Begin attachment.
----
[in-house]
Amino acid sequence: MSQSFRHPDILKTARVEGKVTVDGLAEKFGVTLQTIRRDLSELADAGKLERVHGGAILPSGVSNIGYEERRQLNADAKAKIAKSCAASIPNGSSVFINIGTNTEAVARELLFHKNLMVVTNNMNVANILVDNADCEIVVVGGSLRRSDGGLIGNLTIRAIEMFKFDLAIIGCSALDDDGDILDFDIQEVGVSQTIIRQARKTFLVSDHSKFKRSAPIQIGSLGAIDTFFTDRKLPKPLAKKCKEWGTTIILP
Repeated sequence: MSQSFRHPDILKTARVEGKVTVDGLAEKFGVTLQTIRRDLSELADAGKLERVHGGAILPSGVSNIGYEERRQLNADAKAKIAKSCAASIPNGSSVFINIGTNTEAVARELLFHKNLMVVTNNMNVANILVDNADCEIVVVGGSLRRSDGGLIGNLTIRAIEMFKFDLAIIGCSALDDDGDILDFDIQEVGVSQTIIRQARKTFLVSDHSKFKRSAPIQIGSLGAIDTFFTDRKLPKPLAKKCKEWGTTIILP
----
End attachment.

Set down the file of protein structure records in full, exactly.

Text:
[in-house]
Amino acid sequence: MSQSFRHPDILKTARVEGKVTVDGLAEKFGVTLQTIRRDLSELADAGKLERVHGGAILPSGVSNIGYEERRQLNADAKAKIAKSCAASIPNGSSVFINIGTNTEAVARELLFHKNLMVVTNNMNVANILVDNADCEIVVVGGSLRRSDGGLIGNLTIRAIEMFKFDLAIIGCSALDDDGDILDFDIQEVGVSQTIIRQARKTFLVSDHSKFKRSAPIQIGSLGAIDTFFTDRKLPKPLAKKCKEWGTTIILP
Repeated sequence: MSQSFRHPDILKTARVEGKVTVDGLAEKFGVTLQTIRRDLSELADAGKLERVHGGAILPSGVSNIGYEERRQLNADAKAKIAKSCAASIPNGSSVFINIGTNTEAVARELLFHKNLMVVTNNMNVANILVDNADCEIVVVGGSLRRSDGGLIGNLTIRAIEMFKFDLAIIGCSALDDDGDILDFDIQEVGVSQTIIRQARKTFLVSDHSKFKRSAPIQIGSLGAIDTFFTDRKLPKPLAKKCKEWGTTIILP